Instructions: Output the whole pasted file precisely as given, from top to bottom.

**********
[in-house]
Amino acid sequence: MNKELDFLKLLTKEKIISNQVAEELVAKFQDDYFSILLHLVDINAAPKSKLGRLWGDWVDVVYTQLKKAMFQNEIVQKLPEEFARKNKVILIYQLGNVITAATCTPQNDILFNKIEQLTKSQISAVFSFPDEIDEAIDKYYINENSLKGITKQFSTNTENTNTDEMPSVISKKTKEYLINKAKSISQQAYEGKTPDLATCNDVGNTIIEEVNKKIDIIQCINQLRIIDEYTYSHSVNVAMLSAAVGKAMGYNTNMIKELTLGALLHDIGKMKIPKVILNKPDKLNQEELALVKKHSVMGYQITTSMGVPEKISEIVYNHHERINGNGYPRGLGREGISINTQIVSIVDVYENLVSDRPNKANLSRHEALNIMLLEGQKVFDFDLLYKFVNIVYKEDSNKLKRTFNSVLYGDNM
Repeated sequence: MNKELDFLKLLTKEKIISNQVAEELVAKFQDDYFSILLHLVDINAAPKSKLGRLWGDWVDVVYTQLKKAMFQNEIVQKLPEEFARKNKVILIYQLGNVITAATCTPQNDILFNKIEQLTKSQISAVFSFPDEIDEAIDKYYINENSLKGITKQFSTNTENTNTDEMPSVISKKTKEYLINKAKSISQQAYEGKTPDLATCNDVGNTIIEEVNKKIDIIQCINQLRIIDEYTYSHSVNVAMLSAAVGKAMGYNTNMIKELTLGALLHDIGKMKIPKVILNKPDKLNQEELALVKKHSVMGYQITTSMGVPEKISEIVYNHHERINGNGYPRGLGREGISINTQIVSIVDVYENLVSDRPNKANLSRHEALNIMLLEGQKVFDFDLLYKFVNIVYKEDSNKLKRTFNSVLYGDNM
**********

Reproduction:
[in-house]
Amino acid sequence: MNKELDFLKLLTKEKIISNQVAEELVAKFQDDYFSILLHLVDINAAPKSKLGRLWGDWVDVVYTQLKKAMFQNEIVQKLPEEFARKNKVILIYQLGNVITAATCTPQNDILFNKIEQLTKSQISAVFSFPDEIDEAIDKYYINENSLKGITKQFSTNTENTNTDEMPSVISKKTKEYLINKAKSISQQAYEGKTPDLATCNDVGNTIIEEVNKKIDIIQCINQLRIIDEYTYSHSVNVAMLSAAVGKAMGYNTNMIKELTLGALLHDIGKMKIPKVILNKPDKLNQEELALVKKHSVMGYQITTSMGVPEKISEIVYNHHERINGNGYPRGLGREGISINTQIVSIVDVYENLVSDRPNKANLSRHEALNIMLLEGQKVFDFDLLYKFVNIVYKEDSNKLKRTFNSVLYGDNM
Repeated sequence: MNKELDFLKLLTKEKIISNQVAEELVAKFQDDYFSILLHLVDINAAPKSKLGRLWGDWVDVVYTQLKKAMFQNEIVQKLPEEFARKNKVILIYQLGNVITAATCTPQNDILFNKIEQLTKSQISAVFSFPDEIDEAIDKYYINENSLKGITKQFSTNTENTNTDEMPSVISKKTKEYLINKAKSISQQAYEGKTPDLATCNDVGNTIIEEVNKKIDIIQCINQLRIIDEYTYSHSVNVAMLSAAVGKAMGYNTNMIKELTLGALLHDIGKMKIPKVILNKPDKLNQEELALVKKHSVMGYQITTSMGVPEKISEIVYNHHERINGNGYPRGLGREGISINTQIVSIVDVYENLVSDRPNKANLSRHEALNIMLLEGQKVFDFDLLYKFVNIVYKEDSNKLKRTFNSVLYGDNM